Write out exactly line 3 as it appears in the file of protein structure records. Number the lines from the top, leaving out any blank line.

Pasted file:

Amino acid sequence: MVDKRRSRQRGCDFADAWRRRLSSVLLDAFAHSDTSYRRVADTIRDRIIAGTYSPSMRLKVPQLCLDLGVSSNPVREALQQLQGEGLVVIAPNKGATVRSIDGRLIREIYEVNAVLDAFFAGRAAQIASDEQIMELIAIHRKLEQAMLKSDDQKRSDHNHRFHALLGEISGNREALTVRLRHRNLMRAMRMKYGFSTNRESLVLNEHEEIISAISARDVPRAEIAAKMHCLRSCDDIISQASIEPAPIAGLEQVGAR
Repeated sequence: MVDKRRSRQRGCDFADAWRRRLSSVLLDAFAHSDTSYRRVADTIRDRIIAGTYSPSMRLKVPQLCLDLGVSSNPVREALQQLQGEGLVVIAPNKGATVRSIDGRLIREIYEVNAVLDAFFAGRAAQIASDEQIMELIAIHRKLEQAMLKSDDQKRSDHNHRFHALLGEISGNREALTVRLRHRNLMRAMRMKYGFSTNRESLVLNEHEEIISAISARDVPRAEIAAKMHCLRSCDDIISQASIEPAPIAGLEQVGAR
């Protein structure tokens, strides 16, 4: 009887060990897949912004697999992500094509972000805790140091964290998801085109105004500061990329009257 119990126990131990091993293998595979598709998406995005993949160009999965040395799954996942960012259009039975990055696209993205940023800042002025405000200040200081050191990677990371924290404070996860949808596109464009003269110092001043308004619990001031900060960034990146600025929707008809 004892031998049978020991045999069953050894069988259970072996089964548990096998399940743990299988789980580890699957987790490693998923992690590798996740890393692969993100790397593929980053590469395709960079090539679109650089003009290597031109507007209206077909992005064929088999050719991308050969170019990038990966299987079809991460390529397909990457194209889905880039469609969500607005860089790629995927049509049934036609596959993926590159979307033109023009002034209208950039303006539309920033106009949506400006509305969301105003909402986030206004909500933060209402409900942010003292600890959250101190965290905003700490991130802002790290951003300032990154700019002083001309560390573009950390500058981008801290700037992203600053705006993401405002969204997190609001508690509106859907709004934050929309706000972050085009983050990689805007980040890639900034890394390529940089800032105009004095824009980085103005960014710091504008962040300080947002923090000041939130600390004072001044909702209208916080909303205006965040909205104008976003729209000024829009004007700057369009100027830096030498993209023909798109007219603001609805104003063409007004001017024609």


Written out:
């Protein structure tokens, strides 16, 4: 009887060990897949912004697999992500094509972000805790140091964290998801085109105004500061990329009257 119990126990131990091993293998595979598709998406995005993949160009999965040395799954996942960012259009039975990055696209993205940023800042002025405000200040200081050191990677990371924290404070996860949808596109464009003269110092001043308004619990001031900060960034990146600025929707008809 004892031998049978020991045999069953050894069988259970072996089964548990096998399940743990299988789980580890699957987790490693998923992690590798996740890393692969993100790397593929980053590469395709960079090539679109650089003009290597031109507007209206077909992005064929088999050719991308050969170019990038990966299987079809991460390529397909990457194209889905880039469609969500607005860089790629995927049509049934036609596959993926590159979307033109023009002034209208950039303006539309920033106009949506400006509305969301105003909402986030206004909500933060209402409900942010003292600890959250101190965290905003700490991130802002790290951003300032990154700019002083001309560390573009950390500058981008801290700037992203600053705006993401405002969204997190609001508690509106859907709004934050929309706000972050085009983050990689805007980040890639900034890394390529940089800032105009004095824009980085103005960014710091504008962040300080947002923090000041939130600390004072001044909702209208916080909303205006965040909205104008976003729209000024829009004007700057369009100027830096030498993209023909798109007219603001609805104003063409007004001017024609």